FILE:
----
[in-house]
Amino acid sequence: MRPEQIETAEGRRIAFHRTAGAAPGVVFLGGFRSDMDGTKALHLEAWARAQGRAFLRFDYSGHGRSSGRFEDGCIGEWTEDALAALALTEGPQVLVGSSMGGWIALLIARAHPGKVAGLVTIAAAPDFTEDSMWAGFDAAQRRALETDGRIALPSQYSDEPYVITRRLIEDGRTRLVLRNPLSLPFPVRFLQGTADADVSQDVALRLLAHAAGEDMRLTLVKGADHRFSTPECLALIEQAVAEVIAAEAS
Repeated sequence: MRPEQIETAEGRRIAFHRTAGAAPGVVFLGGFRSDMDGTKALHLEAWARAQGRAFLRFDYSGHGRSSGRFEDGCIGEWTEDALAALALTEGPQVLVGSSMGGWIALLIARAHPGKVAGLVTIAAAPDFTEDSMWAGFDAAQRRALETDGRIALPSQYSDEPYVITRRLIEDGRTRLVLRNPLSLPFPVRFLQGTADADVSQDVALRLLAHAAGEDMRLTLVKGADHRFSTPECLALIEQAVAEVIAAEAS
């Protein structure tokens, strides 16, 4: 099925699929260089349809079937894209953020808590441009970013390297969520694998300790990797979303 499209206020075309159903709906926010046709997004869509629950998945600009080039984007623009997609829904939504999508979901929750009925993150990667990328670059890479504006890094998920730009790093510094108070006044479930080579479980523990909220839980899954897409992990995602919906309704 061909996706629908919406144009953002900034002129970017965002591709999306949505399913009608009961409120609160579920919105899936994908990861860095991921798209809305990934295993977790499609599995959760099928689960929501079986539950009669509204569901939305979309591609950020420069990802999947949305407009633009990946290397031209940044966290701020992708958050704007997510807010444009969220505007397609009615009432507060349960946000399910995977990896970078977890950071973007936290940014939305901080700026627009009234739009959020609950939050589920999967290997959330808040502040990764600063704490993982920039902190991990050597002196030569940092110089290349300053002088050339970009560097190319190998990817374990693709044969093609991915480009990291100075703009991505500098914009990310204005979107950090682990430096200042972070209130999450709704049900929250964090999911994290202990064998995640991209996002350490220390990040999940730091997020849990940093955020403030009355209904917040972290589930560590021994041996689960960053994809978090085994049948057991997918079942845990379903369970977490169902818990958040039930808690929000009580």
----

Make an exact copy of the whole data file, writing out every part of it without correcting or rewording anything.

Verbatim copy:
[in-house]
Amino acid sequence: MRPEQIETAEGRRIAFHRTAGAAPGVVFLGGFRSDMDGTKALHLEAWARAQGRAFLRFDYSGHGRSSGRFEDGCIGEWTEDALAALALTEGPQVLVGSSMGGWIALLIARAHPGKVAGLVTIAAAPDFTEDSMWAGFDAAQRRALETDGRIALPSQYSDEPYVITRRLIEDGRTRLVLRNPLSLPFPVRFLQGTADADVSQDVALRLLAHAAGEDMRLTLVKGADHRFSTPECLALIEQAVAEVIAAEAS
Repeated sequence: MRPEQIETAEGRRIAFHRTAGAAPGVVFLGGFRSDMDGTKALHLEAWARAQGRAFLRFDYSGHGRSSGRFEDGCIGEWTEDALAALALTEGPQVLVGSSMGGWIALLIARAHPGKVAGLVTIAAAPDFTEDSMWAGFDAAQRRALETDGRIALPSQYSDEPYVITRRLIEDGRTRLVLRNPLSLPFPVRFLQGTADADVSQDVALRLLAHAAGEDMRLTLVKGADHRFSTPECLALIEQAVAEVIAAEAS
């Protein structure tokens, strides 16, 4: 099925699929260089349809079937894209953020808590441009970013390297969520694998300790990797979303 499209206020075309159903709906926010046709997004869509629950998945600009080039984007623009997609829904939504999508979901929750009925993150990667990328670059890479504006890094998920730009790093510094108070006044479930080579479980523990909220839980899954897409992990995602919906309704 061909996706629908919406144009953002900034002129970017965002591709999306949505399913009608009961409120609160579920919105899936994908990861860095991921798209809305990934295993977790499609599995959760099928689960929501079986539950009669509204569901939305979309591609950020420069990802999947949305407009633009990946290397031209940044966290701020992708958050704007997510807010444009969220505007397609009615009432507060349960946000399910995977990896970078977890950071973007936290940014939305901080700026627009009234739009959020609950939050589920999967290997959330808040502040990764600063704490993982920039902190991990050597002196030569940092110089290349300053002088050339970009560097190319190998990817374990693709044969093609991915480009990291100075703009991505500098914009990310204005979107950090682990430096200042972070209130999450709704049900929250964090999911994290202990064998995640991209996002350490220390990040999940730091997020849990940093955020403030009355209904917040972290589930560590021994041996689960960053994809978090085994049948057991997918079942845990379903369970977490169902818990958040039930808690929000009580």